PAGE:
• English Breedlove
                • Spanish lobo
              • Latin Lupercus Wolf-Ward, divinity of shepherds
                • English Lupercus
                • Latin Lupercalia
                  • English Lupercalia
              • New Latin lupus erythematosus wolf red-rash [7]
                • English lupus
        • Proto-Indo-European *wl̥kʷíh₂s she-wolf
          • Balto-Slavic *wilkī́ˀ
            • East Baltic
              • Lithuanian vìlkė she-wolf
            • Balto-Slavic *wilkī́ˀkāˀ
              • Slavic *vьlčìca
                • East Slavic
                  • Russian волчи́ца volčíca she-wolf
                  • Ukrainian вовчи́ця vovčýcja she-wolf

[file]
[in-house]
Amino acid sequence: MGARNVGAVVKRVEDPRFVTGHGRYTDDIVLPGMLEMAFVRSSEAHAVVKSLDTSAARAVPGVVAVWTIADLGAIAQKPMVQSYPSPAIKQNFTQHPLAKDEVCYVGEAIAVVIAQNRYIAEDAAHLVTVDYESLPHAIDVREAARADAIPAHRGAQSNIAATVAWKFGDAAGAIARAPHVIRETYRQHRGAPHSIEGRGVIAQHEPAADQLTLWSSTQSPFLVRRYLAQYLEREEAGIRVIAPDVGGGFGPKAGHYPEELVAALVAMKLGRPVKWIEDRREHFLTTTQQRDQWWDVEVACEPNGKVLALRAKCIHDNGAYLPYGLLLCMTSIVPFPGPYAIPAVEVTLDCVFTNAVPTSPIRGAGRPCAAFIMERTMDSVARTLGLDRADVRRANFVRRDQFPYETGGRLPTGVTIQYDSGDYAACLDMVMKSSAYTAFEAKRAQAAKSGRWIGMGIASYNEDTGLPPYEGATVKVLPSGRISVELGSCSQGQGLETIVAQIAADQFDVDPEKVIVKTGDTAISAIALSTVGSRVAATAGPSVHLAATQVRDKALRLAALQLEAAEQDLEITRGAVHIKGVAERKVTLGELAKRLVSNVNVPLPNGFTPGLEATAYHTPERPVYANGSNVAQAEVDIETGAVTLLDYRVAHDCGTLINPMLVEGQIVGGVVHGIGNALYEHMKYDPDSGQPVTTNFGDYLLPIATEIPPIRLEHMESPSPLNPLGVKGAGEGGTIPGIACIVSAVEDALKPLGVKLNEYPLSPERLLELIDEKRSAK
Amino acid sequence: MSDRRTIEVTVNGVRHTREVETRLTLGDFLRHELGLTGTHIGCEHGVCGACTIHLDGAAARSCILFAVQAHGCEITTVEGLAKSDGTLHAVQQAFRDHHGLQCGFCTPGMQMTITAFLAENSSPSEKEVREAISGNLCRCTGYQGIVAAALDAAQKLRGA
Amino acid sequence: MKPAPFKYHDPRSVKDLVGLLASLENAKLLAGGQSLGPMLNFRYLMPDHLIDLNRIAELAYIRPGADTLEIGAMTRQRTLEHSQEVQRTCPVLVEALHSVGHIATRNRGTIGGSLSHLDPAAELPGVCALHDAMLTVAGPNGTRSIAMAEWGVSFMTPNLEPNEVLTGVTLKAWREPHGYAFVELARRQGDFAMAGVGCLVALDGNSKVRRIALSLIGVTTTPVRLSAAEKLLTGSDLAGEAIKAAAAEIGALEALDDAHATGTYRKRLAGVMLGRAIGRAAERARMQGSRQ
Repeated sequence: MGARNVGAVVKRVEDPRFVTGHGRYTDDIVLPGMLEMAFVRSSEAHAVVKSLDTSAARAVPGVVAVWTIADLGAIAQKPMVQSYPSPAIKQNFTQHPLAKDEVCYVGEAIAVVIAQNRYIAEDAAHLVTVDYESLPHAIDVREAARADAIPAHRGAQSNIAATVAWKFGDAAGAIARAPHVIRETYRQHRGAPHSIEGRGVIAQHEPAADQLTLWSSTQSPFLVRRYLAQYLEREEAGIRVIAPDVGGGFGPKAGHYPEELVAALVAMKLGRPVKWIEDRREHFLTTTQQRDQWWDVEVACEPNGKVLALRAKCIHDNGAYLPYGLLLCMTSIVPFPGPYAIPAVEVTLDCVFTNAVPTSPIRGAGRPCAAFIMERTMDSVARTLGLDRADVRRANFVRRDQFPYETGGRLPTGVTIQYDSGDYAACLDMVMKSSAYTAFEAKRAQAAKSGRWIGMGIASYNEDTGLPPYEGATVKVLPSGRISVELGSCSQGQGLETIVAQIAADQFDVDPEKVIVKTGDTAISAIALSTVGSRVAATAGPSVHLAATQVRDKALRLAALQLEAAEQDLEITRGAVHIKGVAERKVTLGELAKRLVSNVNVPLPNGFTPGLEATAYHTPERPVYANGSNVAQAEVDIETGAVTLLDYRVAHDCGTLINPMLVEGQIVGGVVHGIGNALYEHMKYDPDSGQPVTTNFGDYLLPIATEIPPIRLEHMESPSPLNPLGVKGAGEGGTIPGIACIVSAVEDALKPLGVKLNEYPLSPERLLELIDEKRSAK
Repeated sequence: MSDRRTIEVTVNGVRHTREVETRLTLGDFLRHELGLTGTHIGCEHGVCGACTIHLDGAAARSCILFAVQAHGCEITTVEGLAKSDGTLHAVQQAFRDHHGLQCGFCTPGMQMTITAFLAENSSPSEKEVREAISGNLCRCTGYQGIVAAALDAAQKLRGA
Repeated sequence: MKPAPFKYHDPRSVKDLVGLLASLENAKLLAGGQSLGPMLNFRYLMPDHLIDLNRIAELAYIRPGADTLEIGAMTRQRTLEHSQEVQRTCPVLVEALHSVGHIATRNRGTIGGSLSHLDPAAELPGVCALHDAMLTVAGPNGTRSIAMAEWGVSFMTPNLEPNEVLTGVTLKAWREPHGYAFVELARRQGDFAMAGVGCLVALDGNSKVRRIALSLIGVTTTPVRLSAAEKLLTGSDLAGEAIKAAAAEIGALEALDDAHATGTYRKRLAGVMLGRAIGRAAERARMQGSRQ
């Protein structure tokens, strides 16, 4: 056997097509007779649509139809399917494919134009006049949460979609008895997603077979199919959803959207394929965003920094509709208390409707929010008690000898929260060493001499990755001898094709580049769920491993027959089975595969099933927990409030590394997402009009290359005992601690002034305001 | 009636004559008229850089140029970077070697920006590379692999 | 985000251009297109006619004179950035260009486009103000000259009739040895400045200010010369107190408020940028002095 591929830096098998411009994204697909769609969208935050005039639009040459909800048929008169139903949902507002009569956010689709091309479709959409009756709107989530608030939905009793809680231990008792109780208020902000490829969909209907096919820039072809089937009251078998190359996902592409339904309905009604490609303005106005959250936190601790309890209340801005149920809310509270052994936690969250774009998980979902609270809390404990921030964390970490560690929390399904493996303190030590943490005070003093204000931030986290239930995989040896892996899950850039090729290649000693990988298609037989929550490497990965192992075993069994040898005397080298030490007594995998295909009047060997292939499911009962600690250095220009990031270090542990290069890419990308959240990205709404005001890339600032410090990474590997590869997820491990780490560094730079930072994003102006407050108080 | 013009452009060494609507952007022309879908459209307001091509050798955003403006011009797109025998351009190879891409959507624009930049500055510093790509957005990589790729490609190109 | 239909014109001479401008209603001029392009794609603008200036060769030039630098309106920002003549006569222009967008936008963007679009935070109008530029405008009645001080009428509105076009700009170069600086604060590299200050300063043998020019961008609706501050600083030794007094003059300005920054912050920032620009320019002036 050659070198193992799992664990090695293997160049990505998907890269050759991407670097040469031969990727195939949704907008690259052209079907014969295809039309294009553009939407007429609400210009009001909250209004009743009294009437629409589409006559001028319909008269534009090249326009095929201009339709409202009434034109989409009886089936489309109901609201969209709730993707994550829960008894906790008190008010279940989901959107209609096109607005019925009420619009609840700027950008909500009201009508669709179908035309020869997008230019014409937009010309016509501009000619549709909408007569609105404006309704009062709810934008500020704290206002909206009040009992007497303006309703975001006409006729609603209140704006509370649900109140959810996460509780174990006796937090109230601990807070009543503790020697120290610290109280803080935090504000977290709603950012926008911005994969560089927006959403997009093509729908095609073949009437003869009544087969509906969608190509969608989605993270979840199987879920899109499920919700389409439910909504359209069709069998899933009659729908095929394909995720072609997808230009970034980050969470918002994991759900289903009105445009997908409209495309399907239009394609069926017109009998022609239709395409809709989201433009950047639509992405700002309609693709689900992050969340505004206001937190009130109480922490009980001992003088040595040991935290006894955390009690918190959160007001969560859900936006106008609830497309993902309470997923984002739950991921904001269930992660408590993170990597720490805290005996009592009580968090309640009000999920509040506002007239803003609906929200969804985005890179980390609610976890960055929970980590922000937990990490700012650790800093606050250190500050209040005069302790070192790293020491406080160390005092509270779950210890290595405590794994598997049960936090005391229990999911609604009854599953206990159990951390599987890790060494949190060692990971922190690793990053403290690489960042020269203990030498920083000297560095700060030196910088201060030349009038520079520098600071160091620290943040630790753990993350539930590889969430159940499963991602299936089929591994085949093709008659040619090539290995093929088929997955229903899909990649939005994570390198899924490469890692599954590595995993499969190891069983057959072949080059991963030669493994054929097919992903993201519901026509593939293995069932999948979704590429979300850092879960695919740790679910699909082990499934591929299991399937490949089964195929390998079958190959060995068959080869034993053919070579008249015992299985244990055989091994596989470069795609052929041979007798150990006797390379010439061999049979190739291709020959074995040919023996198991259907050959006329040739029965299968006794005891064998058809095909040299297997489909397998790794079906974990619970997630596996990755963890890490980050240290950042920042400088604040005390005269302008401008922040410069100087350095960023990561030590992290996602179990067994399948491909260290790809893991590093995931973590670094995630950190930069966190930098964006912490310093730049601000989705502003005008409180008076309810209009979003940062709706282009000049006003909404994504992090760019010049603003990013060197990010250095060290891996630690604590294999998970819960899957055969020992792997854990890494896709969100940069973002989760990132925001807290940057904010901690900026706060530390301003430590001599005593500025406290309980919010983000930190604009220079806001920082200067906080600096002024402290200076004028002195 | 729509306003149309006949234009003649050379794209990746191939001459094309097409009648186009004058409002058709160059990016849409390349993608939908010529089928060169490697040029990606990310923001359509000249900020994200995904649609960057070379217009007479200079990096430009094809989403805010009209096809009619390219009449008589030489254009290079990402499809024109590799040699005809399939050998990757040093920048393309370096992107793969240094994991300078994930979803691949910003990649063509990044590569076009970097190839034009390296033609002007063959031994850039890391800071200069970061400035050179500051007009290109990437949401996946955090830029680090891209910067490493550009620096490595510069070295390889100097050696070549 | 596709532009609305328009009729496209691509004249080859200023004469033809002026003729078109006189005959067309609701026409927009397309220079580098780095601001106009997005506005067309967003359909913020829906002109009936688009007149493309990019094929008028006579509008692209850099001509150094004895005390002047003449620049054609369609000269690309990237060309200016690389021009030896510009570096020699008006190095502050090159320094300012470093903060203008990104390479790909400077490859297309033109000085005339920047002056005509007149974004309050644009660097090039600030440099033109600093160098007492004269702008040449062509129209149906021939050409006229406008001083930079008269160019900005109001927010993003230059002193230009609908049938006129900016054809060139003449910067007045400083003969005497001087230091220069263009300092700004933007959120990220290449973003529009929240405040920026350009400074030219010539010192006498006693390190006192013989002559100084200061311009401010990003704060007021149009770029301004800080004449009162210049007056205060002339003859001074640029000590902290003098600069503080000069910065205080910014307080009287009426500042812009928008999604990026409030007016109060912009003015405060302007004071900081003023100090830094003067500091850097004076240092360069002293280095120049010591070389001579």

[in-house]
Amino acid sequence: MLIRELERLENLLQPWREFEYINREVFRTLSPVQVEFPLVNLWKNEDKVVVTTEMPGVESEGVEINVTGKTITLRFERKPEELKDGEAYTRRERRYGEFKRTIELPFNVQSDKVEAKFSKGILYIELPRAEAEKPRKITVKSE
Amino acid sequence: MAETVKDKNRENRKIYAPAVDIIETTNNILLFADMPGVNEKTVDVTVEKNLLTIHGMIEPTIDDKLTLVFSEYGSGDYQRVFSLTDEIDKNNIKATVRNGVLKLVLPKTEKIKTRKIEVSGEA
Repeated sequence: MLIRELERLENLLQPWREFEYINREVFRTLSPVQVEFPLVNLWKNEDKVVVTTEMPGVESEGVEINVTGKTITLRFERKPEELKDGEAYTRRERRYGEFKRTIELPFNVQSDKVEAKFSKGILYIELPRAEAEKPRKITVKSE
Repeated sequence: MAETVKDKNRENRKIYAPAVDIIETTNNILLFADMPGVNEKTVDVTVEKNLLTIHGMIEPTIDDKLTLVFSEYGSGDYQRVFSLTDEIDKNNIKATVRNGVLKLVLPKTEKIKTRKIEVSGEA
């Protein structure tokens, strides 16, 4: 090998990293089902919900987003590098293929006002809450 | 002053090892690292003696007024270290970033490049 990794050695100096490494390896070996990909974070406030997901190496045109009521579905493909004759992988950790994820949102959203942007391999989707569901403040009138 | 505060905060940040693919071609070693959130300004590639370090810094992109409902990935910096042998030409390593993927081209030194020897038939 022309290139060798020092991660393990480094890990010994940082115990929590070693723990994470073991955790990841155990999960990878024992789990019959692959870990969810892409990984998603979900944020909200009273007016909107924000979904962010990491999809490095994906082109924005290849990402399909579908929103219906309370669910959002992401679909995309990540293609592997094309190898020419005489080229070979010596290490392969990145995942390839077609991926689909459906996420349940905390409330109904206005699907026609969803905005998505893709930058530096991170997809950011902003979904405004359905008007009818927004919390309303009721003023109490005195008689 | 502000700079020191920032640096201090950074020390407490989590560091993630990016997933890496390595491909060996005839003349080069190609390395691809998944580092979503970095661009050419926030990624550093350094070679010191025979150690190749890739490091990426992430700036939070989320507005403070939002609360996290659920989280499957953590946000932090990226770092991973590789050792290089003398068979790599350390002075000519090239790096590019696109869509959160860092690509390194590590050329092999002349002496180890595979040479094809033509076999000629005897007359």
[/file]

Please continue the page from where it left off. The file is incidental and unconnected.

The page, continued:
• South Slavic
                  • Bulgarian вълчи́ца vǎlčíca she-wolf
                  • Serbo-Croatian ву̀чица vùčica she-wolf
                • West Slavic
                  • Czech vlčice she-wolf
                  • Polish wilczyca she-wolf
          • Germanic *wulgī
            • North Germanic
              • Old Norse ylgr she-wolf
          • Indo-Iranian *wr̥kíHs
            • Indo-Aryan
              • Sanskrit 𑀯𑀾𑀓𑀻 vṛkī́ she-wolf

Visual

Image is a visual representation of the text content above.

Collected English words

wolf, aardwolf, Wolfgang, Wolfram, W, wolfram, wolframite, werewolf, Athaulf, Adolf, Rolf, Rollo, Rudolf, Rudy, Ralph, ralph, Raoul, Hyrcania, Gorgan, lyceum, lycanthrope, Lycomedes, Lycurgus, Autolycus, Lycceius, loogaroo, Truslove, Truslow, Breedlove, Lupercus, Lupercalia, lupus

Footnotes

  1. ^

    While the word *ulkʷos for "wolf" is not directly attested in any Celtic language, it seems typologically more likely for early Celtic names for the Leponitc personal name 𐌖𐌋𐌊𐌏𐌔 ulkos and the Old Irish Olcán to mean "wolf" and "little wolf" respectively, rather than meaning "bad, evil, wound".